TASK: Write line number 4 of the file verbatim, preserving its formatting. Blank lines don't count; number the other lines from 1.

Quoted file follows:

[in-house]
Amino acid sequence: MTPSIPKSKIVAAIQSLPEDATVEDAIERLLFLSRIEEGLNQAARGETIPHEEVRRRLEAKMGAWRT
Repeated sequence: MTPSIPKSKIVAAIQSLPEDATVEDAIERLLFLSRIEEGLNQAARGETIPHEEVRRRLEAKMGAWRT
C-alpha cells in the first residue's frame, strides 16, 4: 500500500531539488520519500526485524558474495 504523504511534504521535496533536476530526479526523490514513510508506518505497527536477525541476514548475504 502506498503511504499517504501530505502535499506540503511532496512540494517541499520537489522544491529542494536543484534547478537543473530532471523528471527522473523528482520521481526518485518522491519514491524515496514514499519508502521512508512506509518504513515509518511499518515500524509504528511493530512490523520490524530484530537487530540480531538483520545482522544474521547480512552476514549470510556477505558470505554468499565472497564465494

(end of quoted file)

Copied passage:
C-alpha cells in the first residue's frame, strides 16, 4: 500500500531539488520519500526485524558474495 504523504511534504521535496533536476530526479526523490514513510508506518505497527536477525541476514548475504 502506498503511504499517504501530505502535499506540503511532496512540494517541499520537489522544491529542494536543484534547478537543473530532471523528471527522473523528482520521481526518485518522491519514491524515496514514499519508502521512508512506509518504513515509518511499518515500524509504528511493530512490523520490524530484530537487530540480531538483520545482522544474521547480512552476514549470510556477505558470505554468499565472497564465494